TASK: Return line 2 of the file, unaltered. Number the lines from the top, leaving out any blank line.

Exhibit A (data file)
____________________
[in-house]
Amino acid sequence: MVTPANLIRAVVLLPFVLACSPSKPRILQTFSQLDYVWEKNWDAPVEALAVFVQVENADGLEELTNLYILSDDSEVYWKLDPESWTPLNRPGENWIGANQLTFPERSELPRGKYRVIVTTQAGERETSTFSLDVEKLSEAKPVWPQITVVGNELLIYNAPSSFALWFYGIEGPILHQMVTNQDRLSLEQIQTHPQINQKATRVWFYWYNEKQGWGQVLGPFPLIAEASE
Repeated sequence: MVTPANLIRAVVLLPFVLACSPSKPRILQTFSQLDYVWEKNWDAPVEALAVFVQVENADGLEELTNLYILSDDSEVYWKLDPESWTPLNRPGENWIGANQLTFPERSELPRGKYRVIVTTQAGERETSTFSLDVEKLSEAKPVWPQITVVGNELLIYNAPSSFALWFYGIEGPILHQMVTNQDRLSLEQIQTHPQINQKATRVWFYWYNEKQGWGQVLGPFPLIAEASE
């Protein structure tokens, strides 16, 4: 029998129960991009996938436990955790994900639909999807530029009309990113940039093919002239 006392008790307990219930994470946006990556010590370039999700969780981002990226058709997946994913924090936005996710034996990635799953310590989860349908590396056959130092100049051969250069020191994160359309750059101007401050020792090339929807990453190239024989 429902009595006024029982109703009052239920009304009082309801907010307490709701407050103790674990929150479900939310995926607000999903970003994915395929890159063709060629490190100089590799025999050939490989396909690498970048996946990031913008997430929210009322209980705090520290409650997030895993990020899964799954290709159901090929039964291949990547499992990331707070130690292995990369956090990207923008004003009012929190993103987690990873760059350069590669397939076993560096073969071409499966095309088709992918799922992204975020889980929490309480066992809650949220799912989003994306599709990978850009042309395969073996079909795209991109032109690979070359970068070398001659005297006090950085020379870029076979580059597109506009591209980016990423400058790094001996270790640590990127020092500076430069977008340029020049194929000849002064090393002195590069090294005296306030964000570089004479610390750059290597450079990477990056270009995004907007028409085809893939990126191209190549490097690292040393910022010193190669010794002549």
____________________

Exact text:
Amino acid sequence: MVTPANLIRAVVLLPFVLACSPSKPRILQTFSQLDYVWEKNWDAPVEALAVFVQVENADGLEELTNLYILSDDSEVYWKLDPESWTPLNRPGENWIGANQLTFPERSELPRGKYRVIVTTQAGERETSTFSLDVEKLSEAKPVWPQITVVGNELLIYNAPSSFALWFYGIEGPILHQMVTNQDRLSLEQIQTHPQINQKATRVWFYWYNEKQGWGQVLGPFPLIAEASE